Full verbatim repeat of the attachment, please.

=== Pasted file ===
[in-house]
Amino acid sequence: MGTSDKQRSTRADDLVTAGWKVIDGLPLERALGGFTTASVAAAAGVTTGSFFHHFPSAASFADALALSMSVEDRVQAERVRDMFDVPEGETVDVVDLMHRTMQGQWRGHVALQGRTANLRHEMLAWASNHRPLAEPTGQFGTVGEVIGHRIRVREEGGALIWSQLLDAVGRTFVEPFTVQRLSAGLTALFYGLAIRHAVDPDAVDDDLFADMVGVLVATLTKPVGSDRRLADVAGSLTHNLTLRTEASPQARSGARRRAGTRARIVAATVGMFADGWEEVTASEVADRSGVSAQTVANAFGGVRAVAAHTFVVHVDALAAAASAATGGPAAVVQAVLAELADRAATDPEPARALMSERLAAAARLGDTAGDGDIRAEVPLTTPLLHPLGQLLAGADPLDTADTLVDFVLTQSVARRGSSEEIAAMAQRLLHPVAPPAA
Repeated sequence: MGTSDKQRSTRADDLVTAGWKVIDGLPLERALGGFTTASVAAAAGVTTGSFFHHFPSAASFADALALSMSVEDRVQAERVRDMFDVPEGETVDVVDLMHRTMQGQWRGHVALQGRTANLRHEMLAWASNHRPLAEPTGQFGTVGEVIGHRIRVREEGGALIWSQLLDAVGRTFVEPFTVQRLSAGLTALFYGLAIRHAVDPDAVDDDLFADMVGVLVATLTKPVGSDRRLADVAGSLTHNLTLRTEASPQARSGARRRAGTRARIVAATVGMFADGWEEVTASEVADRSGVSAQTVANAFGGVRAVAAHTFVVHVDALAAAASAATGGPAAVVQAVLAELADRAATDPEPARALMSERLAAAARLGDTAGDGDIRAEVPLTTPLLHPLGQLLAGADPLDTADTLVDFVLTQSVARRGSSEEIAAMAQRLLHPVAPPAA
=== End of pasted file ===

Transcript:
[in-house]
Amino acid sequence: MGTSDKQRSTRADDLVTAGWKVIDGLPLERALGGFTTASVAAAAGVTTGSFFHHFPSAASFADALALSMSVEDRVQAERVRDMFDVPEGETVDVVDLMHRTMQGQWRGHVALQGRTANLRHEMLAWASNHRPLAEPTGQFGTVGEVIGHRIRVREEGGALIWSQLLDAVGRTFVEPFTVQRLSAGLTALFYGLAIRHAVDPDAVDDDLFADMVGVLVATLTKPVGSDRRLADVAGSLTHNLTLRTEASPQARSGARRRAGTRARIVAATVGMFADGWEEVTASEVADRSGVSAQTVANAFGGVRAVAAHTFVVHVDALAAAASAATGGPAAVVQAVLAELADRAATDPEPARALMSERLAAAARLGDTAGDGDIRAEVPLTTPLLHPLGQLLAGADPLDTADTLVDFVLTQSVARRGSSEEIAAMAQRLLHPVAPPAA
Repeated sequence: MGTSDKQRSTRADDLVTAGWKVIDGLPLERALGGFTTASVAAAAGVTTGSFFHHFPSAASFADALALSMSVEDRVQAERVRDMFDVPEGETVDVVDLMHRTMQGQWRGHVALQGRTANLRHEMLAWASNHRPLAEPTGQFGTVGEVIGHRIRVREEGGALIWSQLLDAVGRTFVEPFTVQRLSAGLTALFYGLAIRHAVDPDAVDDDLFADMVGVLVATLTKPVGSDRRLADVAGSLTHNLTLRTEASPQARSGARRRAGTRARIVAATVGMFADGWEEVTASEVADRSGVSAQTVANAFGGVRAVAAHTFVVHVDALAAAASAATGGPAAVVQAVLAELADRAATDPEPARALMSERLAAAARLGDTAGDGDIRAEVPLTTPLLHPLGQLLAGADPLDTADTLVDFVLTQSVARRGSSEEIAAMAQRLLHPVAPPAA